Geckos Evolved Sticky Toe Pads Repeatedly

By Chelsea Whyte on June 28, 2012 11:25 PM EDT

gecko
Geckos evolved their sticky toes many times. (Photo: Tony Gamble)

Geckos get their wall-climbing ability from microscopic hairs on their toes that allow them to cling to vertical surfaces. Many geckos have these sticky toes, but not all of them. And new research shows that even though many of the species have toe pads that look similar, these super-feet evolved as many as 11 separate times.

"Scientists have long thought that adhesive toe pads originated just once in geckos, twice at the most. To discover that geckos evolved sticky toe pads again and again is amazing," said study co-author Tony Gamble of the University of Minnesota, according to Zee News.

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Instead of one ancient ancestor growing these toes, the advantageous trait evolved in several species independently of one another, and some gecko species have even lost the ability to climb on smooth surfaces over time.

Gecko toe pads adhere through a combination of weak intermolecular forces, called van der Waals forces, and frictional adhesion. Hundreds to hundreds of thousands of hair-like bristles, called setae, line the underside of a gecko's toes. The large surface area created by this multitude of bristles generates enough weak intermolecular forces to support the whole animal, the researchers said.

The gain and subsequent loss of adhesive toepads seems associated with habitat changes; e.g., living on boulders and in trees versus living on the ground, often in sand dunes, where the feature could be a hindrance rather than an advantage. "The loss of adhesive pads in dune-dwelling species is an excellent example of natural selection in action," said senior study author Aaron Bauer.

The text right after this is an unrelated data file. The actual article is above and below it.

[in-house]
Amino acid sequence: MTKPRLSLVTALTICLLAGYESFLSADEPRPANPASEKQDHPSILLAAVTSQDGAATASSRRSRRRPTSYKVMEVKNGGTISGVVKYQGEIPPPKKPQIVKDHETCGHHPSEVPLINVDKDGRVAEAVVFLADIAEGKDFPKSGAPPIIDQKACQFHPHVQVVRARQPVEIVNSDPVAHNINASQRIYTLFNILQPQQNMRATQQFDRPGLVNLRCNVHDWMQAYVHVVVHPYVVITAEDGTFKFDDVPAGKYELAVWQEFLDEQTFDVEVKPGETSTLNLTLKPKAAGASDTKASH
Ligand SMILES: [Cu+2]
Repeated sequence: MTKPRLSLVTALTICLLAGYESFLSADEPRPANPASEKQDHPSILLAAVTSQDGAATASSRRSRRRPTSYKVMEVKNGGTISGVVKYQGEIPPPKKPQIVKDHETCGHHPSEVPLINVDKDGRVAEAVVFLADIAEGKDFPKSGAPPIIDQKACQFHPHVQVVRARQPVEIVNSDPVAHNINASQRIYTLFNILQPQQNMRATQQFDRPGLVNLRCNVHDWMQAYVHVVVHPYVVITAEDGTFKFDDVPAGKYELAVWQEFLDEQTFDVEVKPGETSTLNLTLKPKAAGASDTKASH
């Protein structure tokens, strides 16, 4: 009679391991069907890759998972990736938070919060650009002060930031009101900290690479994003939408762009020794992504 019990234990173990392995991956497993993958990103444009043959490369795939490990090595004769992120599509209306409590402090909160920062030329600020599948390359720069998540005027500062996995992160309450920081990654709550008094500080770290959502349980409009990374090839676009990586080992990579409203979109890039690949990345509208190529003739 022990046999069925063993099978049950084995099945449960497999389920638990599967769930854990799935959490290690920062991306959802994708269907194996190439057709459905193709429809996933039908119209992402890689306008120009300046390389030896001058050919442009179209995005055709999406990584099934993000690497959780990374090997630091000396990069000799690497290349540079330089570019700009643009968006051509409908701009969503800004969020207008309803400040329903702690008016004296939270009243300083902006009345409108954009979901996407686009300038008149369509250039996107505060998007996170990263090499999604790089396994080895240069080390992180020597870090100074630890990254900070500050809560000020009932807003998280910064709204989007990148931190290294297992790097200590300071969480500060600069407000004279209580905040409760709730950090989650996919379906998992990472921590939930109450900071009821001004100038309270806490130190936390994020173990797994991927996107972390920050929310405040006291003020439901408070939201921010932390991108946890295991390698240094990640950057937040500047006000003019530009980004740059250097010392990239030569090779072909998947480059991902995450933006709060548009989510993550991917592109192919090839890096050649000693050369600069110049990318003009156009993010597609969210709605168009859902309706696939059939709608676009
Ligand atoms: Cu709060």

In order to understand how the toepads evolved, the research team produced the most complete gecko family tree ever constructed, including representatives of more than 100 genera (closely related groups of species) from around the world.

There are approximately 1,400 gecko species across the globe and about 60 percent of them have adhesive toe pads. Geckos with these toepads are able to make use of vertical habitats on rocks and boulders that many other kinds of lizards can't easily get to. This advantage gives them access to food in these environments, such as moths and spiders. Climbing also helps geckos avoid predators.

Thanks to this study, we now know that the geckos are a superb example of convergent evolution, where different groups of animals independently hit upon the same traits as solutions to the same challenges, reports Discover Magazine. Faced with sheer surfaces, they have evolved subtle variants on the same adaptation, time and again. And time and again, they have lost those adaptations when the need for them disappeared.

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